Springfield’s first Einstein Bros. Bagels franchise wasted no time turning the heads of its corporate owners.
The South National Avenue store operated by franchisee RT Development LLC recorded the highest opening week sales for a franchise opened in 2010. The ownership group – comprising Rita Baron of Baron Design & Associates LLC, Terry Reynolds of C. Arch Bay Co., and restaurant and nightclub owners Paul Sundy and Jay Hickman – was recognized Sept. 1 during the Lakewood, Colo.-based franchisor’s franchisee summit.
Continuing the momentum, Springfield-based RT Development now plans to enter a new market, targeting an end of October opening of an Einstein Bros. on Michigan Avenue and Lake Street in Chicago.
The group owns the Einstein Bros. franchise rights for Greene and Christian counties, where it intends to open three more stores by 2013. The Springfield store opened July 13 at 1933 S. National Ave.
The partners have a new agreement in place – under the name RT Development Chicago LLC – with franchisor Einstein Noah Restaurant Group Inc. (Nasdaq: BAGL) to open five stores in Chicago’s downtown financial district.
“Corporate always owned Chicago, and they had no desire to give any out of their territory,” Baron said. “That just tells you what Springfield people can negotiate.”
Andy’s Frozen Custard owner Andy Kuntz also is making a Chicago connection with the Sept. 30 opening of a Windy City store at 108 N. State St. in the Block 37 development.
One difference is that Kuntz is a franchisor opening a corporate store.
The Springfield-based company sold its first franchise location 19 years after its founding in Osage Beach. That franchise opened in Rogers, Ark., in 2005, and now there are seven Andy’s franchise locations with 15 current stores in Missouri, northwest Arkansas, Texas and Illinois.Not reinventing the wheel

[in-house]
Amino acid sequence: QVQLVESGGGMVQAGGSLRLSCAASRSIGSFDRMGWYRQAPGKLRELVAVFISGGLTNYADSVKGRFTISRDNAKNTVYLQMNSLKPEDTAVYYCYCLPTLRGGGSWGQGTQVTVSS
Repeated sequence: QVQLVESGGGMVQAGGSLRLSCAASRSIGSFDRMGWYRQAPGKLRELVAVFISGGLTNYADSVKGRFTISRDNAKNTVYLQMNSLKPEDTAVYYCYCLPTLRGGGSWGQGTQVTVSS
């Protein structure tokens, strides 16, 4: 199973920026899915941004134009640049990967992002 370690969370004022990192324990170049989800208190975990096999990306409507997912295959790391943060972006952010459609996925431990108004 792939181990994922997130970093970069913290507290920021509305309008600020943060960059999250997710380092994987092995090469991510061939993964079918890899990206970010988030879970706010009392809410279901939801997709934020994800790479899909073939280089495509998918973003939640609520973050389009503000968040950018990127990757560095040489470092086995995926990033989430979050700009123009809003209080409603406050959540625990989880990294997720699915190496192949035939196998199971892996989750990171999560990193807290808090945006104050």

Baron declined to disclose terms of the Chicago franchise agreement, as well as first week-sales at the Springfield store, citing corporate policy, but she said seven franchises have opened this year. She noted the standard expectation is that franchisees would open one store a year until their agreement is fulfilled. RT Development hopes to get ahead of that curve, she said.
“In Springfield, we’re hoping we will open two in 2011, but there will be one definitely,” Baron said.
Einstein Noah representatives were in Springfield Sept. 14–15 scouting locations with Baron and her partners.
Corporate support is a large benefit to franchising, said John McKearney, a Springfield-based counselor for the U.S. Small Business Administration’s Score program.
“The operating program is provided by a franchisor,” he said. “If you have a pet supply store and the franchisor gives you the state of Missouri, you could replicate stores across the state fairly quickly because you have all the marketing materials, the advertising and signage provided to you.”
Operational support is a benefit to franchisees – and possibly one of the largest ongoing challenges franchisors face, Kuntz said.
“The challenges for us were that we had to communicate what we do, who we are and what we’ve been for the past 23 years to franchisees,” Kuntz said.